IRiver Scores With Latest MP3 Player
At a Glance
Apple's IPod used to be the benchmark for portable MP3 players, but now everyone appears to be gunning for the IPod Mini. Joining competitors like the Rio Carbon and the Creative Zen Micro is IRiver's $280 H10. I tested a shipping version of the 5GB player, and its versatility and quality won me over.
The highlight of the H10 is an attractive 1.5-inch display that, along with an improved hardware-and-software interface, makes the player a joy to use. Navigating your music library is easy with the touch-sensitive slider control, and IRiver has dropped its oversimplified folder-structure interface for one that allows you to browse by genre, artist, album, or song title.
Music sounds good on the device--provided you upgrade to a better set of headphones than the included earbuds. You can add individual songs, but not albums or artists, to an on-the-fly playlist called QuickList. The player does more than just play music: You can listen to and record FM radio, record audio with a built-in mike, and display text files. The unit also stores and shows photos, but because it offers no easy way to output those photos to a TV or PC, that ability is more a novelty than a useful feature.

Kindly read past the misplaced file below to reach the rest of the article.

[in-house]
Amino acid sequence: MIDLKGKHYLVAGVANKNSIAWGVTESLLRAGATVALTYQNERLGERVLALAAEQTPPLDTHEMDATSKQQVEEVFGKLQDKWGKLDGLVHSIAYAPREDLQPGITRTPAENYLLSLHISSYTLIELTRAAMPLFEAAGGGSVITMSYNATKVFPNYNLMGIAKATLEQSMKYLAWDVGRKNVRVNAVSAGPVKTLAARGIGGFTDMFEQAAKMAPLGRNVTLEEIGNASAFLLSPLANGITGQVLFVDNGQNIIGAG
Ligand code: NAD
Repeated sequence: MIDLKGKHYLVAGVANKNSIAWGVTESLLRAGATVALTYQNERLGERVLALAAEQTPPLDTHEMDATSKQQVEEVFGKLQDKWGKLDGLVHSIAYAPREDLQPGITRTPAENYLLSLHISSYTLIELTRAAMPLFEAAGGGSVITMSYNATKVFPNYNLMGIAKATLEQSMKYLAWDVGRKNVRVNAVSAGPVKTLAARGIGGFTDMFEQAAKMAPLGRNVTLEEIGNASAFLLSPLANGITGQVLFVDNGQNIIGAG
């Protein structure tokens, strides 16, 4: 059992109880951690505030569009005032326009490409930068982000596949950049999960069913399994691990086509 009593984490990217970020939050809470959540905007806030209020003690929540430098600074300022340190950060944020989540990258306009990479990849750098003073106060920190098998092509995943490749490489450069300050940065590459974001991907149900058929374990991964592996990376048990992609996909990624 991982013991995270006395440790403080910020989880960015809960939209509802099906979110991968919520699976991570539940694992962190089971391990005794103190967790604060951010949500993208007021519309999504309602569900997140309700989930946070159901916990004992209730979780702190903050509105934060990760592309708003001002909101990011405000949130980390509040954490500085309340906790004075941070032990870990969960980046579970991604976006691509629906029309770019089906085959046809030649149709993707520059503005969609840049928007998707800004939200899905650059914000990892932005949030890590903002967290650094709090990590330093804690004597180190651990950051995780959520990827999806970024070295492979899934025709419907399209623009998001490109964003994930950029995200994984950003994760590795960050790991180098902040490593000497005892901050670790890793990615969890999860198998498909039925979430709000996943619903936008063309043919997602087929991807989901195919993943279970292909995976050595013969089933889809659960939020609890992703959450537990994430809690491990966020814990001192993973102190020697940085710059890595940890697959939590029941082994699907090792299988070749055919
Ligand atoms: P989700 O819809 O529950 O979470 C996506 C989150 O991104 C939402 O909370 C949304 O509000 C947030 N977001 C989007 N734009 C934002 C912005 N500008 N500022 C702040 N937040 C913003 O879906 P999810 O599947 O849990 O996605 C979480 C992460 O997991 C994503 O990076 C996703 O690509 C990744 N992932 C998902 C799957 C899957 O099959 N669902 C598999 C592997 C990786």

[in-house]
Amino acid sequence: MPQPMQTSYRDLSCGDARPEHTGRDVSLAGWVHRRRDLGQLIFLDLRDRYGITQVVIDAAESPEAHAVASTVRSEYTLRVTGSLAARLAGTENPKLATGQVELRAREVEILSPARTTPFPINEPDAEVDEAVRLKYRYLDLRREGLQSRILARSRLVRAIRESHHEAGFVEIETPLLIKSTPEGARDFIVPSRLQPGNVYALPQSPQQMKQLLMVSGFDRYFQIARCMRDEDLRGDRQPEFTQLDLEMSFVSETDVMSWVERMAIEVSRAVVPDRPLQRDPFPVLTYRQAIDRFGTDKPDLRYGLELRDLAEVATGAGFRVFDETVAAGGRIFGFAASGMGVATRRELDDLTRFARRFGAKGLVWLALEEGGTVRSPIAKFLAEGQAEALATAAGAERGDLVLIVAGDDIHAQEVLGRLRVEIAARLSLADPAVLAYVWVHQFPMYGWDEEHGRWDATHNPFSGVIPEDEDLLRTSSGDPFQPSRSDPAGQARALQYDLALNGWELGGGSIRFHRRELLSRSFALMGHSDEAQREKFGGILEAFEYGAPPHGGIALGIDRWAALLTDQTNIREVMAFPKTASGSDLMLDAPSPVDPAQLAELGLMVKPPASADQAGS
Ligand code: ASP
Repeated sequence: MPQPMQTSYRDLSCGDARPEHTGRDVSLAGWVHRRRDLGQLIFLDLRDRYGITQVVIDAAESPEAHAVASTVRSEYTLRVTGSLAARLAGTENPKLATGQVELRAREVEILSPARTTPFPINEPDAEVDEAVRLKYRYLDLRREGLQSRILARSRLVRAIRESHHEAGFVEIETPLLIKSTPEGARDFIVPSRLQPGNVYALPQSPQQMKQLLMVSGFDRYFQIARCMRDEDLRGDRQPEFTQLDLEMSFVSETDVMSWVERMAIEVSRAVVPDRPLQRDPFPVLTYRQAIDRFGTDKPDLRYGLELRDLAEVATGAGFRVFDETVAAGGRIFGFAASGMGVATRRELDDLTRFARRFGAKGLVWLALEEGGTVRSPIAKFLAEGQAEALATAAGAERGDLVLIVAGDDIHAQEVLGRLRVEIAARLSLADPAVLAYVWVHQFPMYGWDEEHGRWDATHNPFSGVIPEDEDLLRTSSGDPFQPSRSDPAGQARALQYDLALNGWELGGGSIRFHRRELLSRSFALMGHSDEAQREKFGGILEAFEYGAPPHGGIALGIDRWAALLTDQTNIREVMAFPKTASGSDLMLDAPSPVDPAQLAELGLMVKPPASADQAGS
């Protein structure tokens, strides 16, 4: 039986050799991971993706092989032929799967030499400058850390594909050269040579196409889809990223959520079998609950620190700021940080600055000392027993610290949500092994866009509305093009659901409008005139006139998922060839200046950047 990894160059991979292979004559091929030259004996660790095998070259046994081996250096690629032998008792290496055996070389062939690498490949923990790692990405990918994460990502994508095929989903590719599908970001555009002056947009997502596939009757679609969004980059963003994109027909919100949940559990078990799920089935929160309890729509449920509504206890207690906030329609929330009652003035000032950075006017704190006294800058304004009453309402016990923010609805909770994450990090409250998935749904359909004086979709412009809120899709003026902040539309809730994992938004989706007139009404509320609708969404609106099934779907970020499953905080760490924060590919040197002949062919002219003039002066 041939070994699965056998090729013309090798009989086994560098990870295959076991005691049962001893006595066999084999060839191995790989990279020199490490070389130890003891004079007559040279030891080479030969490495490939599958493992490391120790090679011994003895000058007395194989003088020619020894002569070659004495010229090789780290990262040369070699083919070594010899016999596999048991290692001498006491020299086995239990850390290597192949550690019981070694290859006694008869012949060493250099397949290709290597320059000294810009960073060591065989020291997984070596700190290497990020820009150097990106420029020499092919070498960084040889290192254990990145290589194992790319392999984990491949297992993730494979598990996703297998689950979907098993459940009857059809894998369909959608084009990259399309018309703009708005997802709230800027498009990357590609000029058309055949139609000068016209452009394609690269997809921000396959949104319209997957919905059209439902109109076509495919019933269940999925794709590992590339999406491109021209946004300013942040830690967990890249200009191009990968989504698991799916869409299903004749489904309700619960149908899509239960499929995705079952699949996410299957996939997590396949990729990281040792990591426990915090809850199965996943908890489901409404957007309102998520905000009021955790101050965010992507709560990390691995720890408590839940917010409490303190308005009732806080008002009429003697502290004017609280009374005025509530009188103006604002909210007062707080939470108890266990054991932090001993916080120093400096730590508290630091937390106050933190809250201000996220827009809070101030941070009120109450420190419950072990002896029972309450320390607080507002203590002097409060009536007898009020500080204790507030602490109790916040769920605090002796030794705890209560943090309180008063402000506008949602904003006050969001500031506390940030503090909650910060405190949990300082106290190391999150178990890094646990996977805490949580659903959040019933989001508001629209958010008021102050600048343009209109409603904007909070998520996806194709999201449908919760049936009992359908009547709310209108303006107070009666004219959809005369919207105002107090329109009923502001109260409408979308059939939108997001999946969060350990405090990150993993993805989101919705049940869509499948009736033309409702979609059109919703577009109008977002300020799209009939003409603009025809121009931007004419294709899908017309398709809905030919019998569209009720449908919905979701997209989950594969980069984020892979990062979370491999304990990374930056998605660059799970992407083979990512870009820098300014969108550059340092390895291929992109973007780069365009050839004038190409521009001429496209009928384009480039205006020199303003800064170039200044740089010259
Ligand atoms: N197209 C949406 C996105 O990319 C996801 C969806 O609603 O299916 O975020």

Included is a replaceable, rechargeable battery that ran about 10.5 hours between charges. Rounding out the package is an exceptionally useful, protective rubber-skin case that allows full access to the device's navigation controls.
So how does the H10 match up to the $250 IPod Mini? Though it's a hair larger, it offers an additional 1GB of storage. The touch-sensitive controls aren't quite as slick as the Mini's, but they're intuitive. Finally, the H10 has features--including the radio, recorder, and color screen--that the Mini lacks. If these features are worth an extra $30 to you, consider the H10.
Versatile audio player's friendly interface and color display should make the unit a stiff competitor to Apple's IPod Mini.
Current Prices (if available)